The second — and decisive — consequence was that Baltimore’s raucous version followed the team all the way to their 2013 Super Bowl victory. A few months later, the Miami Heat would claim the N.B.A. title after a season in which the song accompanied the home court introduction of their lineup, led by LeBron James, Chris Bosh, and Dwyane Wade. “Our fans had been chanting the ‘Seven Nation Army’ chant for a number of years kind of organically. And we thought it would be a great opportunity,” Heat Executive Vice President and Chief Marketing Officer Michael McCullough said, “so we pursued the rights to sync the song to a video.”
The introduction, and “Seven Nation Army,” became Miami trademarks. But trademarks can also be targets, as the Heat learned when San Antonio fans trolled them with the chant after the Spurs took game three of the finals, 113–77. It wouldn’t be enough to stop Miami, though, who’d go on to win the series in seven games. If winning is the whole thing — and it is — then 2013 was “Seven Nation Army’s” sporting high point.
Meanwhile, in college sports, the riff had spread to a point of utter diffuseness. As Chris Strauss of USA Today wrote, citing Michigan, Ohio State, and Penn State, “What good is it if three of the oldest rivals in the Big Ten are all using the same exercise to fire up their stadiums?” A song adopted on both sides of a rivalry loses meaning — it’s just noise.
Internationally, “Seven Nation Army” remained the go-to soccer anthem; during the Euro 2012 tournament it was the standardized goal song. I was in Spain during their team’s final-round victory over Italy, but I don’t particularly recall the crowd singing along as it blared over the loudspeakers. The song of the summer there wasn’t “Seven Nation Army,” but rather Sak Noel’s unbearable “Loca People.”
However indifferent Europeans had grown to it, the infestation continued unabated back in the States. Increasingly, chanting “Seven Nation Army” became a referent-less intensifier, a vehicle of pure affect, like “Rock and Roll (Part Two)” had been before it. (No doubt the revelation that the musician behind the latter was a serial pedophile sped the takeover along; The NFL issued a ban on the infamous “na na na na na—hey!” song in 2006.)
In June of 2013, EA Sports announced that a “Seven Nation Army” chant would feature in the game NCAA Football ’14 — thus completing the song’s cyclical transformation from commoditized sound into communal performance and back again. In November of the same year, 19,211 fans of the New Jersey Devils elected it the team’s new goal song, but only after the team nixed the old one, “Rock and Roll (Part Two),” because of their fans’ habit of using it as a springboard for “you suck!” chants.
A sure sign that “Seven Nation Army” had passed over into total cultural ubiquity, shedding any remainder of specificity, came in 2015, when the Foo Fighters performed the song at Boston’s Fenway Park along with frontman Dave Grohl’s orthopedic surgeon. To be clear, that’s a band that’s not the White Stripes, singing a song that’s only incidentally about orthopedics (“And the feeling coming from my bones says, ‘Find a home’”), with a doctor, in a ballpark known for a Neil Diamond song.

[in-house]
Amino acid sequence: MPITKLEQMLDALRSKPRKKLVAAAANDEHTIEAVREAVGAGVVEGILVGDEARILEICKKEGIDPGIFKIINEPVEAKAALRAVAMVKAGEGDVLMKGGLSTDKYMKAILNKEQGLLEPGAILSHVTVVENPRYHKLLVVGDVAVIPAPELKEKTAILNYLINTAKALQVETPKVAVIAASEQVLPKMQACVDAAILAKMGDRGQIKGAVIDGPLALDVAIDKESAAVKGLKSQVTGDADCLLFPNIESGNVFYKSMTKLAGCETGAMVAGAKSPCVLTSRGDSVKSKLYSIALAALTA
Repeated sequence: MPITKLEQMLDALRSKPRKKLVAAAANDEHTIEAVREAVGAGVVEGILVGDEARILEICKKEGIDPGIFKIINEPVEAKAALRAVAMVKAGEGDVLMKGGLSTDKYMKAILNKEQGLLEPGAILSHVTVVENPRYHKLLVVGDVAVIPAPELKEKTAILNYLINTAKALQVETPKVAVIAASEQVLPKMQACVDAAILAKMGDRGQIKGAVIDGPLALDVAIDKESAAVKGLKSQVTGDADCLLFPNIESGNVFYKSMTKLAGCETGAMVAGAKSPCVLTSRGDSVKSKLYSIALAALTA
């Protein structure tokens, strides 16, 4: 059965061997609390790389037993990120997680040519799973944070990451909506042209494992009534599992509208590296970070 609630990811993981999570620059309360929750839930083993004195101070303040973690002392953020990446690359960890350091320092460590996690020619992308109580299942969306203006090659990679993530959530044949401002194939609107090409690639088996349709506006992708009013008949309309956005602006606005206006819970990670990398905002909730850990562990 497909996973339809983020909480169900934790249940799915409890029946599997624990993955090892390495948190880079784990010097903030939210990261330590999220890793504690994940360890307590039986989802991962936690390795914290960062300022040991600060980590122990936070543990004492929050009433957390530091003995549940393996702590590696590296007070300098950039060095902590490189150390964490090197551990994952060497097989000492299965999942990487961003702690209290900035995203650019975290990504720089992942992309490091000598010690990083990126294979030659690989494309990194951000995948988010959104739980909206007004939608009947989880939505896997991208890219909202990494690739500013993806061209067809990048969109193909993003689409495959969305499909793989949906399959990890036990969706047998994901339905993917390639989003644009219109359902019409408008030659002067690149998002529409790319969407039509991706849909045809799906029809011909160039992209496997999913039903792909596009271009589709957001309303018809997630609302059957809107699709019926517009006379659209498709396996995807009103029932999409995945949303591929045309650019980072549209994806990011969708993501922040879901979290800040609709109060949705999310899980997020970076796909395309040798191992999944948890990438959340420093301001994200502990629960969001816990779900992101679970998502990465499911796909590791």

I n April, Sean Gentille of The Sporting News dubbed “Seven Nation Army” the “best possible example of a truly great song ruined by overuse.” Already in 2014, a blogger covering the West Virginia University Mountaineers for SB Nation counseled moderation in the use of the song at home games. Last Saturday night, during the Thunder-Warriors game, MTV News political writer Ezekiel Kweku tweeted:
Basketball, over the years, has made me come to hate Seven Nation Army
For his part, Jack White has embraced the phenomenon, calling it “the greatest thing that could ever happen” for a songwriter, and likening the song’s embrace by sports fans to the processes of “folk music.”
Instead, it’s maybe more accurate to hear “Seven Nation Army” and the sports empire it built as global capitalism all the way down. Originally recorded on a label founded by the mogul Richard Branson, heard by Belgian soccer fans in Italy because of globalized distribution networks, and passed from stadium to stadium in the United States thanks to an efficient legal framework that allows teams to secure the use of millions of songs by purchasing blanket licenses from just three organizations, the song couldn’t have spread as it did except under late capitalism. And, of course, deep in the foundation of The White Stripes’ blues-rock style rests the commodification of African-American music that was so much a part of accumulating the music industry’s financial clout in the first place.
Though none of this means that Jack White is wrong in every case to think that his song can feel like a bit of folk culture. Maybe in some pockets — for the supporters of Club Brugge, say — chanting its seven notes still feels specific, like something that binds together you and actual people you actually know. Maybe in some places it continues to affect and signify on a more human scale. Maybe it’s not done just yet. That’s the suspicion of the Ravens’ Jay O’Brien, anyway: “People have mentioned over the last couple years, ‘should we stop using it?’ But I think our fans would do it anyway.”
Brian Barone is a graduate student in Boston. He co-hosts the music podcast Tuner.